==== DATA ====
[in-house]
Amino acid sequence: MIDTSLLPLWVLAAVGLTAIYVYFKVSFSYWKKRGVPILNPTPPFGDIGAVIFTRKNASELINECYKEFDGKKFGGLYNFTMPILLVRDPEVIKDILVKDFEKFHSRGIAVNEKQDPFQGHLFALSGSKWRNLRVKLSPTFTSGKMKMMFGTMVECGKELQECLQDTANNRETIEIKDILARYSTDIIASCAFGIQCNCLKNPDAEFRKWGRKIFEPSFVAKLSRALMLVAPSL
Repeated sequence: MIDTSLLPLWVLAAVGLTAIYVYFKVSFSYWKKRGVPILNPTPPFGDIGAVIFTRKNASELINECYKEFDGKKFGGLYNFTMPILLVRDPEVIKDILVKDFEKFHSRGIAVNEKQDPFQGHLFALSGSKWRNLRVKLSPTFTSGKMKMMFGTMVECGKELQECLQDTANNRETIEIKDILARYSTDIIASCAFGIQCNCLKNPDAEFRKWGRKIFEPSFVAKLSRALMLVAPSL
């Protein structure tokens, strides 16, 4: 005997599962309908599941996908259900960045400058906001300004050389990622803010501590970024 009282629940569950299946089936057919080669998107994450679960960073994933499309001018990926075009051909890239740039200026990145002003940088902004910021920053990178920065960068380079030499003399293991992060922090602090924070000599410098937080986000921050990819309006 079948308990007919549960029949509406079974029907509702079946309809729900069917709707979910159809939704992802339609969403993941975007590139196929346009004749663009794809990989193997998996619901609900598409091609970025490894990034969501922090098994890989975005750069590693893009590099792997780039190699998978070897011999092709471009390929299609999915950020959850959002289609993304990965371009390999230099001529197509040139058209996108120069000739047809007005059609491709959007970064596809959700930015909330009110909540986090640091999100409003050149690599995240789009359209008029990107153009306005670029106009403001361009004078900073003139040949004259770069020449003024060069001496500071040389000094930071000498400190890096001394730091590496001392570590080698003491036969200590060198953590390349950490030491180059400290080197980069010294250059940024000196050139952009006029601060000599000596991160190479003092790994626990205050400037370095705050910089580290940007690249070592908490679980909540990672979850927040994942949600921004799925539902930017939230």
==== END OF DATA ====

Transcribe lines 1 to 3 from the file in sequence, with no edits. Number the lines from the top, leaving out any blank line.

[in-house]
Amino acid sequence: MIDTSLLPLWVLAAVGLTAIYVYFKVSFSYWKKRGVPILNPTPPFGDIGAVIFTRKNASELINECYKEFDGKKFGGLYNFTMPILLVRDPEVIKDILVKDFEKFHSRGIAVNEKQDPFQGHLFALSGSKWRNLRVKLSPTFTSGKMKMMFGTMVECGKELQECLQDTANNRETIEIKDILARYSTDIIASCAFGIQCNCLKNPDAEFRKWGRKIFEPSFVAKLSRALMLVAPSL
Repeated sequence: MIDTSLLPLWVLAAVGLTAIYVYFKVSFSYWKKRGVPILNPTPPFGDIGAVIFTRKNASELINECYKEFDGKKFGGLYNFTMPILLVRDPEVIKDILVKDFEKFHSRGIAVNEKQDPFQGHLFALSGSKWRNLRVKLSPTFTSGKMKMMFGTMVECGKELQECLQDTANNRETIEIKDILARYSTDIIASCAFGIQCNCLKNPDAEFRKWGRKIFEPSFVAKLSRALMLVAPSL